and dependant for their food not upon agriculture but upon their cattle...



at this point, may be we need a new game system. to reproduce or train cattle.



Edited by Lion.Kanzen
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The Sarmatians too travelled with their women and children in wagons, which in this case were covered with hides. During the 2nd century BC they displaced the Saka nomads in the Khorezm region. In 378 AD the Roman General Ammianus Marcellinus wrote of one of the later Sarmatian tribes known as the Alans:

"For they have no huts ... and dwell in wagons, which they cover with rounded canopies of bark and drive over the boundless wastes. And when they

come to a place rich in grass

, they place their carts in a circle and feed like wild beasts. As soon as the fodder is used up, they place their cities, as we might call them, on the wagons and so convey them: in the wagons the males have intercourse with the women, and in the wagons their babes are born and reared; wagons form their permanent dwellings, and wherever they come , that place they look upon as their natural home.


interesting... the cattle can fatten like AOM and Husbandry can give 30% more of that.




at this point I need your opinion.


and I give to you  another idea about art concept. first as art designer I need have solid defense of my own concept. Archeologically acepted.



The first Mongol-like migrants to reach Khorezm were the Huns in the 4th century. Like the Saka, who arrived one millennium before them, they were nomads who lived on horseback and travelled with their families in covered wagons. Marcellinus left us a disparaging description of their dwellings as well:

"They are all without fixed abode, without hearth, or law, or settled mode of life, and keep roaming from place to pace, like fugatives, accompanied by the wagons in which they live; in wagons their wives weave for them their hideous garments, in wagons they cohabit with their husbands, bear children, and rear them to the age of puberty."

Although Chinese reports show that the Hsiung-nu had both carts and felt-covered tents, it is not clear whether the Huns had pitched tents as well.

By the 6th or 7th century the Pecheneg confederation had emerged along the Syr Darya, after waves of Hunnic and Turkic immigrants had been progressively absorbed by the former Iranian population of the region. They too used the covered cart and made camp in a similar way to the Huns, by forming a circle of wagons with their livestock in the centre. So important was the cart that the Pechenegs who eventually settled in the Ukraine were known by the Russians as kibitki or cart people.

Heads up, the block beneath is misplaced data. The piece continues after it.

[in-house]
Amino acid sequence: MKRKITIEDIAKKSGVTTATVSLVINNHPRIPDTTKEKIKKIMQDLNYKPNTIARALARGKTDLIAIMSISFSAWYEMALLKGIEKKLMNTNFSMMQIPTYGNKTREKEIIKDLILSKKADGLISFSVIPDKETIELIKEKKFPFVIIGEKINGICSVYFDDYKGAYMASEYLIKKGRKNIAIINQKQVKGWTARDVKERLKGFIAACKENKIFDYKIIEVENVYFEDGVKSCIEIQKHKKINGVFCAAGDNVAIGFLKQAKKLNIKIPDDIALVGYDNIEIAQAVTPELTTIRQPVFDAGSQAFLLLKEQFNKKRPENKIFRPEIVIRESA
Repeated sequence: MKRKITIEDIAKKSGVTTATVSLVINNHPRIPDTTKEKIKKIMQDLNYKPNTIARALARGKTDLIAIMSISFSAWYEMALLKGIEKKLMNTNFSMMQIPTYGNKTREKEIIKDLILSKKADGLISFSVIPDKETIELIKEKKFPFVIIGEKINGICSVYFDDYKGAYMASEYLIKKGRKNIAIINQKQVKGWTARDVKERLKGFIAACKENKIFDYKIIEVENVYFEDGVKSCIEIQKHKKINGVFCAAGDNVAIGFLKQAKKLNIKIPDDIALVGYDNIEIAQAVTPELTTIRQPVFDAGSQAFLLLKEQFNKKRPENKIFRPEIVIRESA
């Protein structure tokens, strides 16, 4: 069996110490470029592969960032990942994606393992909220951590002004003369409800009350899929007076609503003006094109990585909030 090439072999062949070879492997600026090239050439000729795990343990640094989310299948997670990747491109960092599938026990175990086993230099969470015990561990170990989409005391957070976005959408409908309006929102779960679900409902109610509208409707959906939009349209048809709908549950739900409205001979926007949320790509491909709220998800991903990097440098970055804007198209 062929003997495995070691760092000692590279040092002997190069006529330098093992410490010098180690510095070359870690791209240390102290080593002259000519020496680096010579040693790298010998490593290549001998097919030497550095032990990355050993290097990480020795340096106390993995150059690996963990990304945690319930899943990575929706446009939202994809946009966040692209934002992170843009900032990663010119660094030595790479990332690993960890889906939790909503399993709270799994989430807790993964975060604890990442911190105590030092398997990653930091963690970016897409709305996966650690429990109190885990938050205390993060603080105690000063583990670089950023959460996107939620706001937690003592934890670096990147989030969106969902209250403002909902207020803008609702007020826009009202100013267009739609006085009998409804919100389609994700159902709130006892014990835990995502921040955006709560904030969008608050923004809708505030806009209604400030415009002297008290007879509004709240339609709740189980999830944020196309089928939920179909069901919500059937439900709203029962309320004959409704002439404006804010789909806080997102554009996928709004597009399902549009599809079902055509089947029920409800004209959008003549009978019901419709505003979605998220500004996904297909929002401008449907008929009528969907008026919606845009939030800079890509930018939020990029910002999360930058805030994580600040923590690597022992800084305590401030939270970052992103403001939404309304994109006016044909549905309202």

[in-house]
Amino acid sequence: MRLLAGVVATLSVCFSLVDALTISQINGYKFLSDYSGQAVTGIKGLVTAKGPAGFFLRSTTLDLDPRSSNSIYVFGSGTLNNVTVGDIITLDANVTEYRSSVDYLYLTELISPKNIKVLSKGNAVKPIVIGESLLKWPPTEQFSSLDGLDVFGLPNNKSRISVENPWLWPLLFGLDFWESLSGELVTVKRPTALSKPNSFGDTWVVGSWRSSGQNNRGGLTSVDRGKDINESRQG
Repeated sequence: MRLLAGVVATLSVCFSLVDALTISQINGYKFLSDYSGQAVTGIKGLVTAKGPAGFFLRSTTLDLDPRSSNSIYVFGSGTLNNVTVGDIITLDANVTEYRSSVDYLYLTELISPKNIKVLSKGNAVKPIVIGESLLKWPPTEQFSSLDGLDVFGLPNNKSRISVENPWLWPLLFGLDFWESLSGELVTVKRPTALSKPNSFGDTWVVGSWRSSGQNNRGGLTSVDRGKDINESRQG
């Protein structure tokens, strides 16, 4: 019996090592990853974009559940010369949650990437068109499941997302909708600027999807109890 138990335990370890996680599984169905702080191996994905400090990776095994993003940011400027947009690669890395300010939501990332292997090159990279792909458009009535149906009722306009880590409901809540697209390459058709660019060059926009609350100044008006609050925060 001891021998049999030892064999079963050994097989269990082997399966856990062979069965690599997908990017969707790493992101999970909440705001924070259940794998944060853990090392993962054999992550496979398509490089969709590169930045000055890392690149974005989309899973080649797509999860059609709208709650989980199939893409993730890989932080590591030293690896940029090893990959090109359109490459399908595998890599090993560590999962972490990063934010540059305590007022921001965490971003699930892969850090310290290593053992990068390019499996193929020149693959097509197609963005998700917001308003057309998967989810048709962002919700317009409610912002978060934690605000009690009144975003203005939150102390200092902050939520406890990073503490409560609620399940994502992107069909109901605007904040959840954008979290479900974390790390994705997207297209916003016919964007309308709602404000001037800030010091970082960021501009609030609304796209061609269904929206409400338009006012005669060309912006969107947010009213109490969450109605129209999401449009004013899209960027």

Clearly the wheeled ox-cart had little in common with the yurt apart from its felt covering. Nevertheless by the second half of the 1st millennium AD it had become firmly established as the predominant dwelling of the nomad across the Eurasian steppes.



So they change their form of live or their live style. in Milleniums.



Edited by Lion.Kanzen
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and their units are own looking but with influence by their neighbors. this process is know as transculturation.

Transculturation is a term coined by Cuban anthropologist Fernando Ortiz in 1947[1] to describe the phenomenon of merging and converging cultures.



OK this mean , have Greek, and Iranian(Persian) clothes and stuff. see the armor and helmet or caps/hood.


Edited by Lion.Kanzen
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so this kind of tents is called Yurts, with what is it exactly a Yurt?


A traditional yurt (from the Turkics) or ger (Mongolian) is a portable, round tent covered with skins or felt and used as a dwelling by nomads in the steppes of Central Asia. The structure comprises an angled assembly or latticework of pieces of wood or bamboo for walls, a door frame, ribs (poles, rafters), and a wheel (crown, compression ring) possibly steam-bent. The roof structure is often self-supporting, but large yurts may have interior posts supporting the crown. The top of the wall of self-supporting yurts is prevented from spreading by means of a tension band which opposes the force of the roof ribs. Modern yurts may be permanently built on a wooden platform; they may use modern materials such as steam-bent wooden framing or metal framing, canvas or tarpaulin, Plexiglas dome, wire rope, or radiant insulation.

some History...


Yurts have been a distinctive feature of life in Central Asia for at least three thousand years. The first written description of a yurt used as a dwelling was recorded by Herodotus, the 'father of history', who lived in Greece between 484 and 424 BC. He described yurt-like tents as the dwelling place of the Scythians, a horse riding-nomadic nation who lived in the northern Black Sea and Central Asian region from around 600 BC to AD 300


Edited by Lion.Kanzen
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Just now, wowgetoffyourcellphone said:

Well, now I think all their building can be forms of ox carts. Units can train unit after all, and with classes can be added. Also, I have prove that units can not BUILD units too. So, Scythian unit can build a ox cart like other civs build a storehouse.